Updated: Mar 5, 2019
A peek into my lifelong love of reading and the journey that led me here
I don't know when it started. I can't remember what the first book was, but all I need to know is that sharing a book with me at storytime was important enough for my mom to stop what she was doing and read. Was it a bedtime routine or a middle of the afternoon treat? I can't say. But I can tell you it set me up to be a reader for life.
As soon as I learned how to read, I became a voracious consumer, devouring any books I could find and storytime was a distant memory. I didn't need my mom to read for me anymore. And independence is great, but this reading independently wasn't always necessarily a good thing. I spent my days and nights with my nose in a book and probably missed out on a lot of normal social interaction with my family. And because I had read everything age appropriate for myself by the time I was 10, it led me to reading "Teen/ Young Adult" material WAY before I was ready to handle it, but the escape that I found in those books allowed me to create a completely different world than the one I was living in, which came in handy sometimes.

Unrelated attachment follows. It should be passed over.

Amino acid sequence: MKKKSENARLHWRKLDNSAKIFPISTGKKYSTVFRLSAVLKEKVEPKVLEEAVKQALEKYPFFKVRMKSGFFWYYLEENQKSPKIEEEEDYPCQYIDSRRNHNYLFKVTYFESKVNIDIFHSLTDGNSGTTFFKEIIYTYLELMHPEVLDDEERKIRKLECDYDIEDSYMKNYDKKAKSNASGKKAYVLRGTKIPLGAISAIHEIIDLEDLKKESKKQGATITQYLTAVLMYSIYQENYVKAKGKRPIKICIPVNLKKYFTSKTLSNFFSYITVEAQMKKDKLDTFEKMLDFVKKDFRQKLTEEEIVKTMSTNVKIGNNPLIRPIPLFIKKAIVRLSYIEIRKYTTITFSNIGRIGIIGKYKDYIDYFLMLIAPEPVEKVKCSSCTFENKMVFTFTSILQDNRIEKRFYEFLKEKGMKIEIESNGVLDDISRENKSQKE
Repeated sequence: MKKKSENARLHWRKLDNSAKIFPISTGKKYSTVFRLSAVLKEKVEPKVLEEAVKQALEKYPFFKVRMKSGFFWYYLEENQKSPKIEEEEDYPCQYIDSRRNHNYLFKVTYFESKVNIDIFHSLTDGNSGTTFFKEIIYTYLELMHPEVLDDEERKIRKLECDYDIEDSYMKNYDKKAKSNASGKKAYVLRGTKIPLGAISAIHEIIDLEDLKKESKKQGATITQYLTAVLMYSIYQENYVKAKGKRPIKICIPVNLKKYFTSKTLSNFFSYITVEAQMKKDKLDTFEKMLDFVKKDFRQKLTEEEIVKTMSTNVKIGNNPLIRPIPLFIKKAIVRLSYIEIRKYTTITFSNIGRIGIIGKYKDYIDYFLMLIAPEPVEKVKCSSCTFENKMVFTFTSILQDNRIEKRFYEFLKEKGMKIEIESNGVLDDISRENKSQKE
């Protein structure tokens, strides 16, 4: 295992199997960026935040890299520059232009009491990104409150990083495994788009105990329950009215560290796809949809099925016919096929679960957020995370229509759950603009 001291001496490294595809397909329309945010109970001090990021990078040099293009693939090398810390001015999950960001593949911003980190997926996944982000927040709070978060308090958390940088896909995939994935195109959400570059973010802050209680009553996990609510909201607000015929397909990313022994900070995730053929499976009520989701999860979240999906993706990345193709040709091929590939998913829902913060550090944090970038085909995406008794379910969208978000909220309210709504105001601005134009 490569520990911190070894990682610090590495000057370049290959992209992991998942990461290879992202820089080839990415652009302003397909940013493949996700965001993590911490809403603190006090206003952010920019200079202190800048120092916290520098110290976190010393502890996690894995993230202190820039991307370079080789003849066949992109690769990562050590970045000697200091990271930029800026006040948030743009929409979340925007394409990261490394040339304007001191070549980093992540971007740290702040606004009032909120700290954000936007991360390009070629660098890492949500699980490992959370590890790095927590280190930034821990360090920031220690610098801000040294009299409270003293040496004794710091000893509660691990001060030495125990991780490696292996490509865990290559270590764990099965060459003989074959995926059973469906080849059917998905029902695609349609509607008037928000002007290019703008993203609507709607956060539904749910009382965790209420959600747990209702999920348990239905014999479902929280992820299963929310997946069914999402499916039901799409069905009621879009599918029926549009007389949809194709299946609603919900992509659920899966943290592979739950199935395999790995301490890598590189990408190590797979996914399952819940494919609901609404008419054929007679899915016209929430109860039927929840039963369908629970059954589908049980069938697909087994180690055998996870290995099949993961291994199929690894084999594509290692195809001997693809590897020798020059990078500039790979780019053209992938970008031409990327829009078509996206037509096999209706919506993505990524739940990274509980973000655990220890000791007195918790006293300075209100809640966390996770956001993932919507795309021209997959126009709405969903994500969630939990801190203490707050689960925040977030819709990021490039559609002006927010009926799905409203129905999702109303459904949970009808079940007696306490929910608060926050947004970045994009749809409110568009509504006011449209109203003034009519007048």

But at some point it all stopped... I don't know if it was because of the required school reading or the increase in afterschool activities, but I stopped reading for fun. I didn't have time for that anymore. When I began my teaching career though, my love for reading aloud and sharing stories was renewed. I read to my class as much as I could during storytime. We shared silly stories and serious stories, books that made us think and books that made us cry. And we used those stories to create opportunities for more learning and more fun.
And then NCLB came in to play and Common Core was introduced and it no longer mattered if you were reading a book that made you laugh or think or cry. All that mattered was if you could show the progress in your students' AR points and prove what Common Core standard tied in with your activity and so, I stopped reading again.
But what I realized is that I was changed by those early reading experiences and my students were changed when I got to share those early reading experiences with them and if I don't continue to share them, the world might miss out on the books that make you laugh and the stories that make you cry and the ones that make you look at life differently than you did before. And they'll miss out on the fun. And couldn't we all use a little more fun? I know I could. So I'll be sharing all of the crazy ideas I used to use in my classroom with books and some new ones I've cooked up recently and I hope that they inspire someone somewhere to have the fun that storytime was meant to be.